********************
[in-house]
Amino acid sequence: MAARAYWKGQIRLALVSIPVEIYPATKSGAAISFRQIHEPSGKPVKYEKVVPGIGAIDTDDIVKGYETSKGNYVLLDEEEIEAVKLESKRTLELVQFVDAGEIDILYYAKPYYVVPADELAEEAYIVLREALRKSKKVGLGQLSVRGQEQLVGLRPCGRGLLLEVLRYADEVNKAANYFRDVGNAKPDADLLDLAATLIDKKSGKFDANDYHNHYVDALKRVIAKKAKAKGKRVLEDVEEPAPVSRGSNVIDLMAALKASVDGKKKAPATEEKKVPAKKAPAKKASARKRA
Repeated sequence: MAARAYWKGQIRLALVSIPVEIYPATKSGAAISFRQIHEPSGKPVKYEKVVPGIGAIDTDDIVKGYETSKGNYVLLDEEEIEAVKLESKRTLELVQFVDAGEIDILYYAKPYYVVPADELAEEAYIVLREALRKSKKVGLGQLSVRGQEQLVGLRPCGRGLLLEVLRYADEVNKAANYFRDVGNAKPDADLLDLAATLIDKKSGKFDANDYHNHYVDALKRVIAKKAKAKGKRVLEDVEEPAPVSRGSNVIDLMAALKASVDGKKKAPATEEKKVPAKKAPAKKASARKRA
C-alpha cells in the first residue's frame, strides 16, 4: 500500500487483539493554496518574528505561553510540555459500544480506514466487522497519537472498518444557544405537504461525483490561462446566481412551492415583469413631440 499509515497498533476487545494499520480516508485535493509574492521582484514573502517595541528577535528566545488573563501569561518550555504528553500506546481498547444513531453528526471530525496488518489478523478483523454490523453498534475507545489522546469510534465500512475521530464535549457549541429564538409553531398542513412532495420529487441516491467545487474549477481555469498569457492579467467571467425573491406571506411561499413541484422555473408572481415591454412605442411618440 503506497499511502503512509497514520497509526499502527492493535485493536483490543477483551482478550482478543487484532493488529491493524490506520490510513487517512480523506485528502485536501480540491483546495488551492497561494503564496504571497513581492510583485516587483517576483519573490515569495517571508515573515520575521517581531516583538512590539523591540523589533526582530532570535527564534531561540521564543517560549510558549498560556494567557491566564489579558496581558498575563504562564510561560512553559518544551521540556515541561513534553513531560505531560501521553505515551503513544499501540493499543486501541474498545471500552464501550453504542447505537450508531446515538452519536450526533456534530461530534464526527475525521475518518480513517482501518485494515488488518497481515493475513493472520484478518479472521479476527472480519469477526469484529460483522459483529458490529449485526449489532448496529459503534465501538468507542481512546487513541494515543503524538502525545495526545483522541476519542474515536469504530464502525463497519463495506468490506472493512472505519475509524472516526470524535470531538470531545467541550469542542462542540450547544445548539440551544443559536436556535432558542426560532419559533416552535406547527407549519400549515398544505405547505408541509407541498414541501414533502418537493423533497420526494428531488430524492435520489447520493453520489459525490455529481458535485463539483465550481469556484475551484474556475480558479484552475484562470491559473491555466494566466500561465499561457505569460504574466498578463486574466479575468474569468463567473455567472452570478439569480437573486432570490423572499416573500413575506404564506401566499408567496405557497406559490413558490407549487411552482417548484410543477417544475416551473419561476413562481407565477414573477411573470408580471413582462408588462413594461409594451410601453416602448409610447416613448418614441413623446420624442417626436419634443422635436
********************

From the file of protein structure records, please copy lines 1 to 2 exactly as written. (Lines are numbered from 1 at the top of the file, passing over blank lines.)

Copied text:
[in-house]
Amino acid sequence: MAARAYWKGQIRLALVSIPVEIYPATKSGAAISFRQIHEPSGKPVKYEKVVPGIGAIDTDDIVKGYETSKGNYVLLDEEEIEAVKLESKRTLELVQFVDAGEIDILYYAKPYYVVPADELAEEAYIVLREALRKSKKVGLGQLSVRGQEQLVGLRPCGRGLLLEVLRYADEVNKAANYFRDVGNAKPDADLLDLAATLIDKKSGKFDANDYHNHYVDALKRVIAKKAKAKGKRVLEDVEEPAPVSRGSNVIDLMAALKASVDGKKKAPATEEKKVPAKKAPAKKASARKRA